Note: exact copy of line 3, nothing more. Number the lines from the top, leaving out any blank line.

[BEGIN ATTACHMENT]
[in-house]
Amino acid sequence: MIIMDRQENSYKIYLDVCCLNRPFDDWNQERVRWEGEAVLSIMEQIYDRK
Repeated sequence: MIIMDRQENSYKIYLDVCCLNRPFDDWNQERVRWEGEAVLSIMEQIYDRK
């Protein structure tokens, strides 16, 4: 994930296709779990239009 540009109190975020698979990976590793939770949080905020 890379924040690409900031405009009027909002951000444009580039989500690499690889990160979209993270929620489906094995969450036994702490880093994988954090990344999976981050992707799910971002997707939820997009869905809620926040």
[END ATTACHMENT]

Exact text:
Repeated sequence: MIIMDRQENSYKIYLDVCCLNRPFDDWNQERVRWEGEAVLSIMEQIYDRK